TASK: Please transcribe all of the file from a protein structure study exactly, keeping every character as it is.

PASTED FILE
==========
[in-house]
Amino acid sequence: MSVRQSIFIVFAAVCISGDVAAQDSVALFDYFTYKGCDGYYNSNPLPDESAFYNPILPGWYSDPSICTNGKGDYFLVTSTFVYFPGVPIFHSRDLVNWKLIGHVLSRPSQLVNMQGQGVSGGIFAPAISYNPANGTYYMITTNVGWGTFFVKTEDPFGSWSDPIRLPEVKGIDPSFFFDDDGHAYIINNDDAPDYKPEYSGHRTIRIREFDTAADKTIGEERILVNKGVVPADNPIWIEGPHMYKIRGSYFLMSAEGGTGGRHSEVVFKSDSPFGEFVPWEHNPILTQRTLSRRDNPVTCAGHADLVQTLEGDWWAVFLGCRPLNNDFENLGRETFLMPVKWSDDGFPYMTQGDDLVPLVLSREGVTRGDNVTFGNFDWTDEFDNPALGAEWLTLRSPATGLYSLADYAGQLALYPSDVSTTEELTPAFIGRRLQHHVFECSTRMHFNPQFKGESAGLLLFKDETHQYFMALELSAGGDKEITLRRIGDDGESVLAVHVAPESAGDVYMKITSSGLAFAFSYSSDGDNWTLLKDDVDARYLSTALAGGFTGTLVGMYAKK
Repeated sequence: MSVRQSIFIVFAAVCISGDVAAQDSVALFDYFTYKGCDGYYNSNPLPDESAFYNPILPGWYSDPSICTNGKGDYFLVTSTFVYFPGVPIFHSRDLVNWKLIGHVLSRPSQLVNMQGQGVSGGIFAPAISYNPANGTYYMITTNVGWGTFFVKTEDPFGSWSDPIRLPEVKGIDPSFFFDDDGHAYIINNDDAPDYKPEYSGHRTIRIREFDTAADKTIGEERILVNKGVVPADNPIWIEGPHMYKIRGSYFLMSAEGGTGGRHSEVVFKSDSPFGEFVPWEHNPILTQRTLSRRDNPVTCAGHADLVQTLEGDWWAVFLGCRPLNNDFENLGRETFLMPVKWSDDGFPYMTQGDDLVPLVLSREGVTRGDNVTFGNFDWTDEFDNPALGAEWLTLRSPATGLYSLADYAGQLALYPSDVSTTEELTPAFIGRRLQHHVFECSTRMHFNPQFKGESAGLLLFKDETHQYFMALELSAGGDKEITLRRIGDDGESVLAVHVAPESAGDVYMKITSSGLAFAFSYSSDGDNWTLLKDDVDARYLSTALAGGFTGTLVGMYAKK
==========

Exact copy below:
[in-house]
Amino acid sequence: MSVRQSIFIVFAAVCISGDVAAQDSVALFDYFTYKGCDGYYNSNPLPDESAFYNPILPGWYSDPSICTNGKGDYFLVTSTFVYFPGVPIFHSRDLVNWKLIGHVLSRPSQLVNMQGQGVSGGIFAPAISYNPANGTYYMITTNVGWGTFFVKTEDPFGSWSDPIRLPEVKGIDPSFFFDDDGHAYIINNDDAPDYKPEYSGHRTIRIREFDTAADKTIGEERILVNKGVVPADNPIWIEGPHMYKIRGSYFLMSAEGGTGGRHSEVVFKSDSPFGEFVPWEHNPILTQRTLSRRDNPVTCAGHADLVQTLEGDWWAVFLGCRPLNNDFENLGRETFLMPVKWSDDGFPYMTQGDDLVPLVLSREGVTRGDNVTFGNFDWTDEFDNPALGAEWLTLRSPATGLYSLADYAGQLALYPSDVSTTEELTPAFIGRRLQHHVFECSTRMHFNPQFKGESAGLLLFKDETHQYFMALELSAGGDKEITLRRIGDDGESVLAVHVAPESAGDVYMKITSSGLAFAFSYSSDGDNWTLLKDDVDARYLSTALAGGFTGTLVGMYAKK
Repeated sequence: MSVRQSIFIVFAAVCISGDVAAQDSVALFDYFTYKGCDGYYNSNPLPDESAFYNPILPGWYSDPSICTNGKGDYFLVTSTFVYFPGVPIFHSRDLVNWKLIGHVLSRPSQLVNMQGQGVSGGIFAPAISYNPANGTYYMITTNVGWGTFFVKTEDPFGSWSDPIRLPEVKGIDPSFFFDDDGHAYIINNDDAPDYKPEYSGHRTIRIREFDTAADKTIGEERILVNKGVVPADNPIWIEGPHMYKIRGSYFLMSAEGGTGGRHSEVVFKSDSPFGEFVPWEHNPILTQRTLSRRDNPVTCAGHADLVQTLEGDWWAVFLGCRPLNNDFENLGRETFLMPVKWSDDGFPYMTQGDDLVPLVLSREGVTRGDNVTFGNFDWTDEFDNPALGAEWLTLRSPATGLYSLADYAGQLALYPSDVSTTEELTPAFIGRRLQHHVFECSTRMHFNPQFKGESAGLLLFKDETHQYFMALELSAGGDKEITLRRIGDDGESVLAVHVAPESAGDVYMKITSSGLAFAFSYSSDGDNWTLLKDDVDARYLSTALAGGFTGTLVGMYAKK